Journal of Nanoparticle Research

, Volume 10, Issue 7, pp 1109–1114

Application of SAXS to the study of particle-size-dependent thermal conductivity in silica nanofluids


    • Department of Physics and AstronomyOhio University
  • Wenhua Yu
    • Energy Systems DivisionArgonne National Laboratory
  • Dileep Singh
    • Nuclear Engineering DivisionArgonne National Laboratory
  • David Cookson
    • Australian Synchrotron Research ProgramAustralian Nuclear Science and Technology Organization
  • Jules Routbort
    • Energy Systems DivisionArgonne National Laboratory

DOI: 10.1007/s11051-007-9347-y

Cite this article as:
Chen, G., Yu, W., Singh, D. et al. J Nanopart Res (2008) 10: 1109. doi:10.1007/s11051-007-9347-y


Knowledge of the size and distribution of nanoparticles in solution is critical to understanding the observed enhancements in thermal conductivity and heat transfer of nanofluids. We have applied small-angle X-ray scattering (SAXS) to the characterization of SiO2 nanoparticles (10–30 nm) uniformly dispersed in a water-based fluid using the Advanced Photon Source at Argonne National Laboratory. Size distributions for the suspended nanoparticles were derived by fitting experimental data to an established model. Thermal conductivity of the SiO2 nanofluids was also measured, and the relation between the average particle size and the thermal conductivity enhancement was established. The experimental data contradict models based on fluid interfacial layers or Brownian motion but support the concept of thermal resistance at the liquid–particle interface.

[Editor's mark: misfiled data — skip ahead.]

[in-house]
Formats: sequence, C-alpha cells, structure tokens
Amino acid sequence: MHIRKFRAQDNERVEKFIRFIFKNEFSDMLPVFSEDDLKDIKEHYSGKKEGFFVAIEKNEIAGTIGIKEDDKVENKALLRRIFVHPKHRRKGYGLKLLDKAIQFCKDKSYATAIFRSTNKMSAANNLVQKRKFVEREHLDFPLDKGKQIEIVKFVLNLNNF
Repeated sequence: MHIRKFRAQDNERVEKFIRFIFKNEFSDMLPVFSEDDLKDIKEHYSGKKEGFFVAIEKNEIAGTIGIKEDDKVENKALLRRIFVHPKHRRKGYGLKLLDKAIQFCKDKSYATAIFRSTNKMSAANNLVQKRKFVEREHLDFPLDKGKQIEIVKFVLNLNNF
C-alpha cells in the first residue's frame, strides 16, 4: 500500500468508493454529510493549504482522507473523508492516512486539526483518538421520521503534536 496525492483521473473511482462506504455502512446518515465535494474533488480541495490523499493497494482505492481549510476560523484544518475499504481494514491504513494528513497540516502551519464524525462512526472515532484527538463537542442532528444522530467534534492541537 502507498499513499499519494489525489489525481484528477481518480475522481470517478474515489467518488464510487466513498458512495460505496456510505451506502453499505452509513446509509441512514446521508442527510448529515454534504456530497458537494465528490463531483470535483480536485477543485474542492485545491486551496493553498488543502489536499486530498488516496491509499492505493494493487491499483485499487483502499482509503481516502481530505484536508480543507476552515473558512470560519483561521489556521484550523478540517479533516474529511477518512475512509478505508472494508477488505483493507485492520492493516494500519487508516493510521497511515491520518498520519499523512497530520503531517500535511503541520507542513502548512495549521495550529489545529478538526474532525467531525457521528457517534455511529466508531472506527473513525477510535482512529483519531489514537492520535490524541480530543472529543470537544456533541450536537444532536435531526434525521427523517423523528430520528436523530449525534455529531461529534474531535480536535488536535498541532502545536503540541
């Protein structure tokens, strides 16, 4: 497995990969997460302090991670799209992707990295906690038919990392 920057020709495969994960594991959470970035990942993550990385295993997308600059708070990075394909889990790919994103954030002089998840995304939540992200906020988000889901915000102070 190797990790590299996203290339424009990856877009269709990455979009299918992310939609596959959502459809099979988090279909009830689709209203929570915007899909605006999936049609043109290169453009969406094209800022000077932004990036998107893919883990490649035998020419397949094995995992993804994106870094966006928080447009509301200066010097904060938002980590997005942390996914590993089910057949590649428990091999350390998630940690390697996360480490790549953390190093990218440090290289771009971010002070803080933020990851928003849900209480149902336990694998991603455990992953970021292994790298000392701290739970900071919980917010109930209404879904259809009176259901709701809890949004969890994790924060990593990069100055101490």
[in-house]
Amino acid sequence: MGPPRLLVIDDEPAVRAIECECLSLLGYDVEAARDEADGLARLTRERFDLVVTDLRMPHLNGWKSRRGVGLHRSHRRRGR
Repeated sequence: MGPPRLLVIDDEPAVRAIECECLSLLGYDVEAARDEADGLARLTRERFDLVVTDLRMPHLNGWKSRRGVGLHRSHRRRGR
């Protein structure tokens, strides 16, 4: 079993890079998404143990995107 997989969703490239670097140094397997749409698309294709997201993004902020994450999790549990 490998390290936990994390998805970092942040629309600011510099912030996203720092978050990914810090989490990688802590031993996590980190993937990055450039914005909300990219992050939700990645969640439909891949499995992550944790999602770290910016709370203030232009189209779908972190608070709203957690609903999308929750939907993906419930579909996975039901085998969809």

NanofluidThermal conductivitySize effectInterfaceSAXSSilica colloidsNanoparticlesDispersion


A recent review of the properties of nanofluids highlights several inconsistencies in the experimental data of the effect of particle size on the thermal conductivity of nanofluids (Yu et al. 2007a). While the rough trend derived from the review is that the thermal conductivity increases with increasing particle size, there are several exceptions. This is a significant problem as the particle size is a critical parameter in all of the theoretical treatments of the enhancement of thermal conductivity (Yu and Choi 2003; Xuan et al. 2003; Wang et al. 2003). Therefore, it is very important that the nanofluids for which the conductivity is measured should be very well characterized with respect to their overall particle size distribution, including any agglomeration. Furthermore, when comparing the effects of particle size on thermal conductivity, it is important to use nanofluids with the same particle volume fraction and base fluid.